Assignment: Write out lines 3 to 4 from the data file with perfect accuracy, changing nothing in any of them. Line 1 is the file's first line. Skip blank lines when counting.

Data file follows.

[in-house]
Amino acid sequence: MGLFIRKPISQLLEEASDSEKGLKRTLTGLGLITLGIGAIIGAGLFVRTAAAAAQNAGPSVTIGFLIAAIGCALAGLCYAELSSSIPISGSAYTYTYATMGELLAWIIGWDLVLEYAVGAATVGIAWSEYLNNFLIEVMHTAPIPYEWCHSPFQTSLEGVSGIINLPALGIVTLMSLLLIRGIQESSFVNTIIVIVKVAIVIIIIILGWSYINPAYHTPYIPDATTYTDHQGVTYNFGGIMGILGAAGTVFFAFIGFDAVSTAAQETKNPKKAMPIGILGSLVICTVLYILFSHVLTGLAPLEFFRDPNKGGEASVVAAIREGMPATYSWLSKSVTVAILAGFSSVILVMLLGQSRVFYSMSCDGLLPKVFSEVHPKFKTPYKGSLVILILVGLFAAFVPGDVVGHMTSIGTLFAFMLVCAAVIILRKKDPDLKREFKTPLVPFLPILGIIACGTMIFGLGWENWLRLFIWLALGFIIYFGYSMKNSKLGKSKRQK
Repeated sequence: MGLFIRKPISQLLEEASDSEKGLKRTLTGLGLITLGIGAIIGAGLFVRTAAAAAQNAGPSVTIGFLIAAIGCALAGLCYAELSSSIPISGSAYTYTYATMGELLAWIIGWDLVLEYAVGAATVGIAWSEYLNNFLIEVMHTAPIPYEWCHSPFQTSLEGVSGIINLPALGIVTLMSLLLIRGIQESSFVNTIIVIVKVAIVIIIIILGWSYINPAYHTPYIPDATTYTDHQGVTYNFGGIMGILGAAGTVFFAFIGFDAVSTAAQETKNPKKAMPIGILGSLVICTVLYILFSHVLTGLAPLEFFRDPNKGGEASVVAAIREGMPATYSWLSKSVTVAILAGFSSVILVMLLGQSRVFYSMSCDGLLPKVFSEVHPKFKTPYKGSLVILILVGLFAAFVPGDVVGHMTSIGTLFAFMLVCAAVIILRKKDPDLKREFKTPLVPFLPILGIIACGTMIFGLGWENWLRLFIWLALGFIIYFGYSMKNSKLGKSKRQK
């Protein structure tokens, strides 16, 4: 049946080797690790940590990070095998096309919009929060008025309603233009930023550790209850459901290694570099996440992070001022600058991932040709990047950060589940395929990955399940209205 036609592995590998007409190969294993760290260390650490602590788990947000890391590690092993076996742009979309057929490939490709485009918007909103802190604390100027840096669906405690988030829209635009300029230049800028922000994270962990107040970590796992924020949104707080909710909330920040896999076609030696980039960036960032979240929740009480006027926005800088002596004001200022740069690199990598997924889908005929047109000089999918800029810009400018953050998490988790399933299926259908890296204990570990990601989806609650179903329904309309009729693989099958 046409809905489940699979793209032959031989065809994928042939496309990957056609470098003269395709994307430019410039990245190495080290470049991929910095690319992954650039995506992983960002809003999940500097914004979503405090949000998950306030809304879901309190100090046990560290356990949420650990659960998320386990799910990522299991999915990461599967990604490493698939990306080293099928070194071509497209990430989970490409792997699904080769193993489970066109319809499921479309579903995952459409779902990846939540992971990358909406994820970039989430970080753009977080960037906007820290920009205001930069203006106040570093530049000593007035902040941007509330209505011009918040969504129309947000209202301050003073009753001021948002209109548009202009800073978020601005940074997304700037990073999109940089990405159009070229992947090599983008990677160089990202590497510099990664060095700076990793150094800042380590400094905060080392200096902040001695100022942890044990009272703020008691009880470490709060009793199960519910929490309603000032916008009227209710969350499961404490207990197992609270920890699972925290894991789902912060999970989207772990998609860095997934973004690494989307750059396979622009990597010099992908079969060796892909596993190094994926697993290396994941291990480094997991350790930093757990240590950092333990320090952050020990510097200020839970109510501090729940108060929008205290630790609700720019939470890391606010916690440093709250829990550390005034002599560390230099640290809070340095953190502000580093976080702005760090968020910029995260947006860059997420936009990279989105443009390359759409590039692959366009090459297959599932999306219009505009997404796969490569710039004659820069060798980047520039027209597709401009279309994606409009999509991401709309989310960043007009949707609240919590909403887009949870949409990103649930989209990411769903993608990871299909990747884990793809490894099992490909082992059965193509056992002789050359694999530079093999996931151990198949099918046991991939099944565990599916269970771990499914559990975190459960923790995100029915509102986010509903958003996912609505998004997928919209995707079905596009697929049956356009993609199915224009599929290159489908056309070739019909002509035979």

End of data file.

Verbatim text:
Repeated sequence: MGLFIRKPISQLLEEASDSEKGLKRTLTGLGLITLGIGAIIGAGLFVRTAAAAAQNAGPSVTIGFLIAAIGCALAGLCYAELSSSIPISGSAYTYTYATMGELLAWIIGWDLVLEYAVGAATVGIAWSEYLNNFLIEVMHTAPIPYEWCHSPFQTSLEGVSGIINLPALGIVTLMSLLLIRGIQESSFVNTIIVIVKVAIVIIIIILGWSYINPAYHTPYIPDATTYTDHQGVTYNFGGIMGILGAAGTVFFAFIGFDAVSTAAQETKNPKKAMPIGILGSLVICTVLYILFSHVLTGLAPLEFFRDPNKGGEASVVAAIREGMPATYSWLSKSVTVAILAGFSSVILVMLLGQSRVFYSMSCDGLLPKVFSEVHPKFKTPYKGSLVILILVGLFAAFVPGDVVGHMTSIGTLFAFMLVCAAVIILRKKDPDLKREFKTPLVPFLPILGIIACGTMIFGLGWENWLRLFIWLALGFIIYFGYSMKNSKLGKSKRQK
């Protein structure tokens, strides 16, 4: 049946080797690790940590990070095998096309919009929060008025309603233009930023550790209850459901290694570099996440992070001022600058991932040709990047950060589940395929990955399940209205 036609592995590998007409190969294993760290260390650490602590788990947000890391590690092993076996742009979309057929490939490709485009918007909103802190604390100027840096669906405690988030829209635009300029230049800028922000994270962990107040970590796992924020949104707080909710909330920040896999076609030696980039960036960032979240929740009480006027926005800088002596004001200022740069690199990598997924889908005929047109000089999918800029810009400018953050998490988790399933299926259908890296204990570990990601989806609650179903329904309309009729693989099958 046409809905489940699979793209032959031989065809994928042939496309990957056609470098003269395709994307430019410039990245190495080290470049991929910095690319992954650039995506992983960002809003999940500097914004979503405090949000998950306030809304879901309190100090046990560290356990949420650990659960998320386990799910990522299991999915990461599967990604490493698939990306080293099928070194071509497209990430989970490409792997699904080769193993489970066109319809499921479309579903995952459409779902990846939540992971990358909406994820970039989430970080753009977080960037906007820290920009205001930069203006106040570093530049000593007035902040941007509330209505011009918040969504129309947000209202301050003073009753001021948002209109548009202009800073978020601005940074997304700037990073999109940089990405159009070229992947090599983008990677160089990202590497510099990664060095700076990793150094800042380590400094905060080392200096902040001695100022942890044990009272703020008691009880470490709060009793199960519910929490309603000032916008009227209710969350499961404490207990197992609270920890699972925290894991789902912060999970989207772990998609860095997934973004690494989307750059396979622009990597010099992908079969060796892909596993190094994926697993290396994941291990480094997991350790930093757990240590950092333990320090952050020990510097200020839970109510501090729940108060929008205290630790609700720019939470890391606010916690440093709250829990550390005034002599560390230099640290809070340095953190502000580093976080702005760090968020910029995260947006860059997420936009990279989105443009390359759409590039692959366009090459297959599932999306219009505009997404796969490569710039004659820069060798980047520039027209597709401009279309994606409009999509991401709309989310960043007009949707609240919590909403887009949870949409990103649930989209990411769903993608990871299909990747884990793809490894099992490909082992059965193509056992002789050359694999530079093999996931151990198949099918046991991939099944565990599916269970771990499914559990975190459960923790995100029915509102986010509903958003996912609505998004997928919209995707079905596009697929049956356009993609199915224009599929290159489908056309070739019909002509035979």